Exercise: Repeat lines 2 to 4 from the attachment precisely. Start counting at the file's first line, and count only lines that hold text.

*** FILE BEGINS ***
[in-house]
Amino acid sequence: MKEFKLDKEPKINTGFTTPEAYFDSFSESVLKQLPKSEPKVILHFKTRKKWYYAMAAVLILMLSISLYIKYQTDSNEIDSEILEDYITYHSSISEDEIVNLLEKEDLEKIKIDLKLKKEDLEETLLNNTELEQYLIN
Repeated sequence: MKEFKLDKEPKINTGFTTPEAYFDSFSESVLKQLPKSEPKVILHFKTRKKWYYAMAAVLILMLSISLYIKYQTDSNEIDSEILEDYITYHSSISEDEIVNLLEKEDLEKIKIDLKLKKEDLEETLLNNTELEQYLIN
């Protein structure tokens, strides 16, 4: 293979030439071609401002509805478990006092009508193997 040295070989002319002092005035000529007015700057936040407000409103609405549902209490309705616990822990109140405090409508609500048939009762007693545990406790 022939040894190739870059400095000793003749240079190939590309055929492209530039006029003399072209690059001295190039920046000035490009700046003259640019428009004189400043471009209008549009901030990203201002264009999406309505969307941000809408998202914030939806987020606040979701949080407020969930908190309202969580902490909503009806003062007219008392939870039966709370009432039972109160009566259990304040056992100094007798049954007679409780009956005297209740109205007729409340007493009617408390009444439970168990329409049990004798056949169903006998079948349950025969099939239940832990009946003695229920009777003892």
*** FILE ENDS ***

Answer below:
Amino acid sequence: MKEFKLDKEPKINTGFTTPEAYFDSFSESVLKQLPKSEPKVILHFKTRKKWYYAMAAVLILMLSISLYIKYQTDSNEIDSEILEDYITYHSSISEDEIVNLLEKEDLEKIKIDLKLKKEDLEETLLNNTELEQYLIN
Repeated sequence: MKEFKLDKEPKINTGFTTPEAYFDSFSESVLKQLPKSEPKVILHFKTRKKWYYAMAAVLILMLSISLYIKYQTDSNEIDSEILEDYITYHSSISEDEIVNLLEKEDLEKIKIDLKLKKEDLEETLLNNTELEQYLIN
């Protein structure tokens, strides 16, 4: 293979030439071609401002509805478990006092009508193997 040295070989002319002092005035000529007015700057936040407000409103609405549902209490309705616990822990109140405090409508609500048939009762007693545990406790 022939040894190739870059400095000793003749240079190939590309055929492209530039006029003399072209690059001295190039920046000035490009700046003259640019428009004189400043471009209008549009901030990203201002264009999406309505969307941000809408998202914030939806987020606040979701949080407020969930908190309202969580902490909503009806003062007219008392939870039966709370009432039972109160009566259990304040056992100094007798049954007679409780009956005297209740109205007729409340007493009617408390009444439970168990329409049990004798056949169903006998079948349950025969099939239940832990009946003695229920009777003892």